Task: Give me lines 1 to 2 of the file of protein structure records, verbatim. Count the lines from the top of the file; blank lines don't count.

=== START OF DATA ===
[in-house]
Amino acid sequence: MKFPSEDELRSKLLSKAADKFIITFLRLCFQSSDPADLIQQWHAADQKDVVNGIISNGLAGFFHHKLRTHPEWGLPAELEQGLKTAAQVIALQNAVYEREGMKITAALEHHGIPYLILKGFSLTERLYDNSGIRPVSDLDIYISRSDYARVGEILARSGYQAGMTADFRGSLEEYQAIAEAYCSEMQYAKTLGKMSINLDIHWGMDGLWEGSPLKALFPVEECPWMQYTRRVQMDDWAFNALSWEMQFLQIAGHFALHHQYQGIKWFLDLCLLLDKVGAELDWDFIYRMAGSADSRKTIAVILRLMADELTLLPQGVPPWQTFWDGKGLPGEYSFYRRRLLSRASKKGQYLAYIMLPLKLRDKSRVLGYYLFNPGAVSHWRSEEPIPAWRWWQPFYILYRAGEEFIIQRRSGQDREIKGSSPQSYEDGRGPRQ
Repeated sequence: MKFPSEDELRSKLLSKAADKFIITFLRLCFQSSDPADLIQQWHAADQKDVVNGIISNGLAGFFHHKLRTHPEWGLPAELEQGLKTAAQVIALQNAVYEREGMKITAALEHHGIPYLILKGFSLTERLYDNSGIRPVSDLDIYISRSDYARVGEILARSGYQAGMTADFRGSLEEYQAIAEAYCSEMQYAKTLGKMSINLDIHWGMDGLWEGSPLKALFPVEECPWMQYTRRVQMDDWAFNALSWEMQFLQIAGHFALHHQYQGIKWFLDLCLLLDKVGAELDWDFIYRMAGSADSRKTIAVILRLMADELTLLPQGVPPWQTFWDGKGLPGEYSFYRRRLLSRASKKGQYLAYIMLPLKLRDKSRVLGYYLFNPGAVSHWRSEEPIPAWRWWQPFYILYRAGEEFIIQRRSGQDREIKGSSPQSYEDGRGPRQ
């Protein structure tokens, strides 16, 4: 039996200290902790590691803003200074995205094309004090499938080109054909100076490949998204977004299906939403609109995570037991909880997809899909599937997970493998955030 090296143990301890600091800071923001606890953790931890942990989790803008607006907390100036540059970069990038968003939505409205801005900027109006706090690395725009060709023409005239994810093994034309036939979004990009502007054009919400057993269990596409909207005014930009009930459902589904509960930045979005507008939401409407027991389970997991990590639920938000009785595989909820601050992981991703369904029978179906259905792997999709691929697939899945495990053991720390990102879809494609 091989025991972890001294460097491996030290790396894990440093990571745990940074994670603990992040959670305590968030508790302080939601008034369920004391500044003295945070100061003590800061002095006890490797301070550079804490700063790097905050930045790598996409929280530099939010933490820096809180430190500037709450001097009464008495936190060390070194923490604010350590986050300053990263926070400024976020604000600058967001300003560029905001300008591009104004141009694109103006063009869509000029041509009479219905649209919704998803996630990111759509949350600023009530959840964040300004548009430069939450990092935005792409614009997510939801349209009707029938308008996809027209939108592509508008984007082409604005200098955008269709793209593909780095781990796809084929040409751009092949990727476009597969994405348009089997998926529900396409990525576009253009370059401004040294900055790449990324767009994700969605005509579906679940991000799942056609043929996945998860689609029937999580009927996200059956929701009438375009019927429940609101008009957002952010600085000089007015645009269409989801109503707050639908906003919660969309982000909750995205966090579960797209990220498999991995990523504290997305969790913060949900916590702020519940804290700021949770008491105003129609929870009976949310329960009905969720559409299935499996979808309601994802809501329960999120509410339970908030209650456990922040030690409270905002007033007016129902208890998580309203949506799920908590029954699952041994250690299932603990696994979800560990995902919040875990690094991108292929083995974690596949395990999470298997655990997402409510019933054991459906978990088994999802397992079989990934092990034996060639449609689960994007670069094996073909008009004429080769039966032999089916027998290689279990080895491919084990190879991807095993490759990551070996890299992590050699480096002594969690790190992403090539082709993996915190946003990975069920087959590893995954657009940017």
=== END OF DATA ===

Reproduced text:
[in-house]
Amino acid sequence: MKFPSEDELRSKLLSKAADKFIITFLRLCFQSSDPADLIQQWHAADQKDVVNGIISNGLAGFFHHKLRTHPEWGLPAELEQGLKTAAQVIALQNAVYEREGMKITAALEHHGIPYLILKGFSLTERLYDNSGIRPVSDLDIYISRSDYARVGEILARSGYQAGMTADFRGSLEEYQAIAEAYCSEMQYAKTLGKMSINLDIHWGMDGLWEGSPLKALFPVEECPWMQYTRRVQMDDWAFNALSWEMQFLQIAGHFALHHQYQGIKWFLDLCLLLDKVGAELDWDFIYRMAGSADSRKTIAVILRLMADELTLLPQGVPPWQTFWDGKGLPGEYSFYRRRLLSRASKKGQYLAYIMLPLKLRDKSRVLGYYLFNPGAVSHWRSEEPIPAWRWWQPFYILYRAGEEFIIQRRSGQDREIKGSSPQSYEDGRGPRQ